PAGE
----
Page images

and lastly reyere yourfelf; and, after having endured fa many fufferings, and encountered fo many perils for the fake of liberty, do not fuffer it, now it is obtained, either to be violated by yourfelf, or in any one inftance impaired by others. You cannot be truly free unlefs we are free too; for fuch is the nature of things, that he, who en trenches on the liberty of others, is the first to lose his own and become a flave. But, if you, who have hitherto been the patron and tutelary genius of liberty, if you, who are exceeded by no one in justice, in piety and goodnefs, fhould hereafter invade that liberty, which you have defended, your conduct must be fatally operative, not only against the cause of liberty, but the general interefts of piety and virtue. Your integrity and virtue will appear to have evaporated, your faith in religion to have been fmall; your character with pofterity will dwindle into infignificance, by which a moft deftructive blow will be levelled against the happiness of mankind. The work which you have undertaken is of incalculable moment, which will thoroughly fift and expofe every principle and fenfation of your heart, which will fully difplay the vigour and genius of your character, which will evince whether you really poffefs thofe great qualities of piety, fidelity, juftice, and felf-denial, which made us believe that you were elevated by the fpecial direction of the Deity to the highest pinnacle of power. At once wifely and difcreetly to hold the fceptre over three powerful nations, to perfuade people to relinquifh inveterate and corrupt for new and more bencficial maxims and inftitutions, to penetrate into the remoteft parts of the country, to have the mind present and operative in every quarter, to watch against furprise, to provide against danger, to reject the blandifhments of pleasure and pomp of power;-these are exertions compared with which the labour of war is mere paftime; which will require every energy and employ every faculty that you poffefs; which demand a man fupported from above, and almost inftructed by immediate infpiration. These and more than thefe are, no doubt, the objects which occupy your attention and engross your foul; as well as the means by which you may accomplish these important ends, and render our liberty at once more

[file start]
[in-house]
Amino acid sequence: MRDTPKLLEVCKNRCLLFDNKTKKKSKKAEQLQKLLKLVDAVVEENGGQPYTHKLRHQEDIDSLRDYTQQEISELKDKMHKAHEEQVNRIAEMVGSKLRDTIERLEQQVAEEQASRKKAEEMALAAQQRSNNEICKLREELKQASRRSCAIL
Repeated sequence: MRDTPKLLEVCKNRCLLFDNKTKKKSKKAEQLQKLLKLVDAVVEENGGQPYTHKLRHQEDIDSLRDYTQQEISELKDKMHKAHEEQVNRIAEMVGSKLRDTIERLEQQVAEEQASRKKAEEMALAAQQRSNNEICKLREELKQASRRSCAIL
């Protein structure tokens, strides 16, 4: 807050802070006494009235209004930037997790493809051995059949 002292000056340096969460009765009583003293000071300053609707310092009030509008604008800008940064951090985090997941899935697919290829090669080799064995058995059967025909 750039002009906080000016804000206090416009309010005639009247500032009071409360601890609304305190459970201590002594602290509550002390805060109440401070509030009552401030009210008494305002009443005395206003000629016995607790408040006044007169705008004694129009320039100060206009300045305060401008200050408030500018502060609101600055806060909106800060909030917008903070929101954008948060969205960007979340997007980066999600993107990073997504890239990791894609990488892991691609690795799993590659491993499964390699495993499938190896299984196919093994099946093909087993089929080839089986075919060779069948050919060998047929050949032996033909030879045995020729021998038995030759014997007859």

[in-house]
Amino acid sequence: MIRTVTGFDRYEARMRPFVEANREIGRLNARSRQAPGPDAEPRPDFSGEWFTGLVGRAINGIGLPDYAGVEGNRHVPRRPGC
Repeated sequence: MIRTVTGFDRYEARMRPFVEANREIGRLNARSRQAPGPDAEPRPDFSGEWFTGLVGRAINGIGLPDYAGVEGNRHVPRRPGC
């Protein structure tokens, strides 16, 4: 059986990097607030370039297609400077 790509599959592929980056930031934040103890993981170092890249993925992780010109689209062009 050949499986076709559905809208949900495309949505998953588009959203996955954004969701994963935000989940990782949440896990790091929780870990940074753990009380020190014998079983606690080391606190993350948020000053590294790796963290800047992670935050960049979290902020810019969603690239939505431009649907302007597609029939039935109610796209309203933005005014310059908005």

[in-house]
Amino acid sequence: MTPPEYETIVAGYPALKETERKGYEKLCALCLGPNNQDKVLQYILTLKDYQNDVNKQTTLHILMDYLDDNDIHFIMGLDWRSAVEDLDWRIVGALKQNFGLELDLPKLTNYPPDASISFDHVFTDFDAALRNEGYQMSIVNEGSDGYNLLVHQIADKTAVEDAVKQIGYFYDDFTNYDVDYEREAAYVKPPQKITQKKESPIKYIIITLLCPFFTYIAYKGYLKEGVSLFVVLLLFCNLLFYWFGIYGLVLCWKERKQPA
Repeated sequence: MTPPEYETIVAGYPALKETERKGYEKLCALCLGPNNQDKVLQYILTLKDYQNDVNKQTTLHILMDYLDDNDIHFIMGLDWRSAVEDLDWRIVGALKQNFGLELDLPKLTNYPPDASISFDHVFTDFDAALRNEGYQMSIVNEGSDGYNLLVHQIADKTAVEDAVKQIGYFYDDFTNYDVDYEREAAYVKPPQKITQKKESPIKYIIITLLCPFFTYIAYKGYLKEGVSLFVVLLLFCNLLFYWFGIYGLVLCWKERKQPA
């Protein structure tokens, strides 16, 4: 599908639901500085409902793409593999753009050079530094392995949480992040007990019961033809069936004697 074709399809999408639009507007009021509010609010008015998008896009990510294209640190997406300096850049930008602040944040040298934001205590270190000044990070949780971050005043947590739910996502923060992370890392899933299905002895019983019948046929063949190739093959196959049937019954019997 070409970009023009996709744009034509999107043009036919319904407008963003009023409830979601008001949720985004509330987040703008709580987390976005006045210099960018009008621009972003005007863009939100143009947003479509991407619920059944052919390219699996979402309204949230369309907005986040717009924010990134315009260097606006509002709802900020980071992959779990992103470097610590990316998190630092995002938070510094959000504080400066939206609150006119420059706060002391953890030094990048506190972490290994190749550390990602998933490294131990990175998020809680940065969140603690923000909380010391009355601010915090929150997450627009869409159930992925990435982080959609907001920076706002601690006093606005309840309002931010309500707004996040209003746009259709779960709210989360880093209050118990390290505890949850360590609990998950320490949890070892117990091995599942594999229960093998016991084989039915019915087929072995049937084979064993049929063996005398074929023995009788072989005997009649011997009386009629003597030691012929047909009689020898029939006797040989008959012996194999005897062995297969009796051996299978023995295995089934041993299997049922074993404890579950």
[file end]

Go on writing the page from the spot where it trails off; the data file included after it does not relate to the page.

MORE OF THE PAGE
ample and more secure. And this you can, in my opinion, in no other way fo readily effect, as by affociating in your councils the companions of your dangers and your toils; men of exemplary modefty, integrity and courage; whose hearts have not been heardened in cruelty and rendered infenfible to pity by the fight of fo much ravage and fo much death, but whom it has rather infpired with the love of justice, with a refpect for religion and with the feeling of compaffion, and who are more zealously interested in the prefervation of liberty, in proportion as they have encountered more perils in its defence. They are not strangers or foreigners, a hireling rout fcraped together from the dregs of the people, but for the most part, men of the better conditions in life, of families not difgraced if not ennobled, of fortunes either ample or moderate, and what if fome among them are recommended by their poverty? for it was not the luft of ravage which brought them into the field; it was the calamitous afpect of the times, which, in the moft critical circumftances, and often amid the most difaftrous turns of fortune, roused them to attempt the deliverance of their country from the fangs of defpotifm. They were men prepared, not only to debate but to fight; not only to argue in the fenate, but to engage the enemy in the field. But unless we will continually cherish indefinite and illufory expectations, I fee not in whom we can place any confidence, if not in these men and fuch as thefe. We have the furest and most indubitable pledge of their fidelity, in this, that they have already expofed themfelves to death in the fervice of their country; of their piety in this, that they have been always wont to afcribe the whole glory of their fucceffes to the favour of the Deity, whofe help they have fo fuppliantly implored, and fo confpicuously obtained; of their juftice in this, that they even brought the king to trial, and when his guilt was proved, refused to fave his life; of their moderation in our own uniform experience of its effects, and because, if by any outrage, they fhould disturb the peace which they have procured, they themselves will be the first to feel the miseries which it will occafion, the first to meet the havoc of the fword, and the first again to risk their


lives for all thofe comforts and diftinctions which they
have fo happily acquired; and laftly, of their fortitude
in this, that there is no inftance of any people who ever
recovered their liberty with fo much courage and fuccefs;
and therefore let us not fuppofe, that there can be any
perfons who will be more zealous in preferving it. I now
feel myself irrefiftibly compelled to commemorate the
names of fome of thofe who have moft confpicuoufly
fignalized themselves in thefe times; and first, thine
O Fleetwood! whom I have known from a boy, to the
prefent blooming maturity of your military fame, to
have been inferior to none in humanity, in gentleness, in
benignity of difpofition, whofe intrepidity in the combat,
and whofe clemency in victory have been acknowledged.
even by the enemy: next thine, O Lambert! who, with
a mere handful of men, checked the progrefs, and fuf-
tained the attack of the Duke of Hamilton, who was at-
tended by the whole flower and vigour of the Scottish
youth; next thine, O Defborough! and thine, O Haw-
ley! who waft always confpicuous in the heat of the com-
bat, and the thickeft of the fight; thine, O Overton!